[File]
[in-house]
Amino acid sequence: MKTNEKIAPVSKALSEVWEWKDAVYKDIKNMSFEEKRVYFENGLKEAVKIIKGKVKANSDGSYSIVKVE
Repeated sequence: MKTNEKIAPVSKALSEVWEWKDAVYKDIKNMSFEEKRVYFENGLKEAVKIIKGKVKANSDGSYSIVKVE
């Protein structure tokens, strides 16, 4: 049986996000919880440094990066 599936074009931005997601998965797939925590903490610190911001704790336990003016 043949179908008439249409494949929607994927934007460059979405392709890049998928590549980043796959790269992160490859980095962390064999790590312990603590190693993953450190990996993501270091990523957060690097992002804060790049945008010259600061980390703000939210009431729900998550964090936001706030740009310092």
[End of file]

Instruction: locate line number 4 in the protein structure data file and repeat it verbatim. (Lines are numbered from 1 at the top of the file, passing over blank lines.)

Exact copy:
């Protein structure tokens, strides 16, 4: 049986996000919880440094990066 599936074009931005997601998965797939925590903490610190911001704790336990003016 043949179908008439249409494949929607994927934007460059979405392709890049998928590549980043796959790269992160490859980095962390064999790590312990603590190693993953450190990996993501270091990523957060690097992002804060790049945008010259600061980390703000939210009431729900998550964090936001706030740009310092």